15 it will with high speed follow the inside of the cylinder in a swirling or rotating movement that slowly descends downward. During this movement the entrapped steam, being lighter than water will emerge on the inside of the swirl, while the lime stone particles that have a higher density than water will end up close to the inside wall of the cylinder. Gradually the speed of the water is reduced as it descends toward the bottom of the cylinder, the inside of the water body having, where the swirl is, a concave parabolic shape in the top.

The speed with which the water enters the above device is higher than that provided by the pump since the successive generation of steam in the helical tubes 4 increase the volume of the mixture, and thus its speed increase continuously. This high speed will not only provide good separation but will also increase the ability of the water to sweep away particles. At least the majority of the lime particles sink down along the inner wall of the cylinder into an annular space between a central outlet tube 5 and cylinder wall.

The pump 2 is a centrifugal pump with three evenly spaced outlets, one for each helical

tube providing the same flow through each tube even if the flow resistance vary, making certain that the flow in all the cylindrical tubes is sufficient to prevent overheating and destruction.

To compensate for the water that leaves the steam generator in the shape of steam fresh water has to be added. This fresh water is when needed intermittently added through one or several inlets 11 in the annular space between the wall of the cylindric housing 16 and the central outlet 5 to the pump via a valve from a water mains. The rather frequent but low speed adding of fresh water will continuously slightly stir the collected limestone particles preventing the sintering of these. The adding of water is controlled by a sensor device 6 arranged a distance up in the cylinder. The sensor device may for instance be of a resistance measuring type.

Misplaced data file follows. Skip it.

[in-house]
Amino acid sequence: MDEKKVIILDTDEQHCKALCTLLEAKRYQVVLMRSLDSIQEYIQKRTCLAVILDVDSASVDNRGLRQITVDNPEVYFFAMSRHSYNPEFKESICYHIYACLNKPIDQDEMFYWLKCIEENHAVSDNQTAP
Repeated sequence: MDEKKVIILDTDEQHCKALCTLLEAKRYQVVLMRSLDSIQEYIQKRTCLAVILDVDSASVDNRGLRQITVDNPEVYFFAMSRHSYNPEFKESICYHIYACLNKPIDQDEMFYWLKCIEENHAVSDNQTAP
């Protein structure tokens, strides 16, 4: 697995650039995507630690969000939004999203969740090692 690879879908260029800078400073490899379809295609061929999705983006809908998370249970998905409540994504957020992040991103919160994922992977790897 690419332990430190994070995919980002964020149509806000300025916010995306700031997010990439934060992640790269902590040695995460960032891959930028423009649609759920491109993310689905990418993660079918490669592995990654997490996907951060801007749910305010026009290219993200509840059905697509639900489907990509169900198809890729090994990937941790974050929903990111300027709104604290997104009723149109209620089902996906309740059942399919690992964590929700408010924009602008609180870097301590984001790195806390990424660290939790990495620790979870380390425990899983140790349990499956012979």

The inlet or inlets may be directed tangentially or a shield may be arranged above to secure a repeated limited stirring of the lime particles but a minimum of lifting of the lime particles. In the same annular space as the water feed inlet a valve provided water outlet 10 or several are arranged. To the inlet an additional valve with higher capacity or unrestricted flow is arranged from the water mains. Every now and then when heating and circulation are turned off the lime sludge in the bottom is flushed out by opening the large inlet valve and the outlet valve. A separate inlet for flushing may also be an alternative. In fig 3 an alternative embodiment is shown, where no tubular steam outlet extends down into the reservoir, instead an inner spiral flange 19 is arranged on the inner wall of the cylindric reservoir housing 16 leading water in a spiral downwards.

If an increased separating centrifugal force is desired one can at the top of the reservoir provide a swirling space with smaller diameter, for instance in the shape of a lid or insert integrated with the inlet tubes.

The invented steam generator does not only alleviate the problem with scaling but provide also a very rapid heating up eliminating the need to heat all water in the entire generator and maintain it at 70 0 C as in the state of the art.

Instead of using tubes at the heating channels with narrow and continuous cross section channels can be made with an inner cylindric core provided with external helical groves and two halves of a surrounding mantle, likewise provided with corresponding groves that coincide with the grooves in the central core. Heating can be with one cable in each channel or by an external heating of the channels.